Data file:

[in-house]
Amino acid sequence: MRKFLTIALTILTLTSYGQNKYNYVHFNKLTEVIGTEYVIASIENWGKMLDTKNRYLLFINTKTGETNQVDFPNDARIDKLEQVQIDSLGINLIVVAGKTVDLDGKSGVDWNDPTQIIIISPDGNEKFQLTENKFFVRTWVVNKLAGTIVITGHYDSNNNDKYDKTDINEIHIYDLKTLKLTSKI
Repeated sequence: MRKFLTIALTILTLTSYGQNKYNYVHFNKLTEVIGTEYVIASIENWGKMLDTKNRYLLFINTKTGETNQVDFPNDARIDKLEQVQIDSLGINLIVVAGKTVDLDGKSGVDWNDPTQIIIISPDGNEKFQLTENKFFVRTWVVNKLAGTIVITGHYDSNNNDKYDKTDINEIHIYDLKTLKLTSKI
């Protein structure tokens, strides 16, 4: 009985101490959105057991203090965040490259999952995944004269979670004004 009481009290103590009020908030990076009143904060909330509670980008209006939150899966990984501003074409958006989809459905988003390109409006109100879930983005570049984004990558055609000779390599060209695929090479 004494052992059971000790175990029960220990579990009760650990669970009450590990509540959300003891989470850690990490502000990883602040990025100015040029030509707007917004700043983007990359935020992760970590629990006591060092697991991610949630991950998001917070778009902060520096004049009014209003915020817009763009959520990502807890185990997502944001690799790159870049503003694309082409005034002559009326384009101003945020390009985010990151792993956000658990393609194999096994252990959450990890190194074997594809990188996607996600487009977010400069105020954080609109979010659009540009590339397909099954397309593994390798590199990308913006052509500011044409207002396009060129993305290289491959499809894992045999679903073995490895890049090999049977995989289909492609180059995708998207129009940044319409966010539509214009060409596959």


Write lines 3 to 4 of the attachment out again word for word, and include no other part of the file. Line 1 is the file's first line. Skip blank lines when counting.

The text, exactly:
Repeated sequence: MRKFLTIALTILTLTSYGQNKYNYVHFNKLTEVIGTEYVIASIENWGKMLDTKNRYLLFINTKTGETNQVDFPNDARIDKLEQVQIDSLGINLIVVAGKTVDLDGKSGVDWNDPTQIIIISPDGNEKFQLTENKFFVRTWVVNKLAGTIVITGHYDSNNNDKYDKTDINEIHIYDLKTLKLTSKI
């Protein structure tokens, strides 16, 4: 009985101490959105057991203090965040490259999952995944004269979670004004 009481009290103590009020908030990076009143904060909330509670980008209006939150899966990984501003074409958006989809459905988003390109409006109100879930983005570049984004990558055609000779390599060209695929090479 004494052992059971000790175990029960220990579990009760650990669970009450590990509540959300003891989470850690990490502000990883602040990025100015040029030509707007917004700043983007990359935020992760970590629990006591060092697991991610949630991950998001917070778009902060520096004049009014209003915020817009763009959520990502807890185990997502944001690799790159870049503003694309082409005034002559009326384009101003945020390009985010990151792993956000658990393609194999096994252990959450990890190194074997594809990188996607996600487009977010400069105020954080609109979010659009540009590339397909099954397309593994390798590199990308913006052509500011044409207002396009060129993305290289491959499809894992045999679903073995490895890049090999049977995989289909492609180059995708998207129009940044319409966010539509214009060409596959």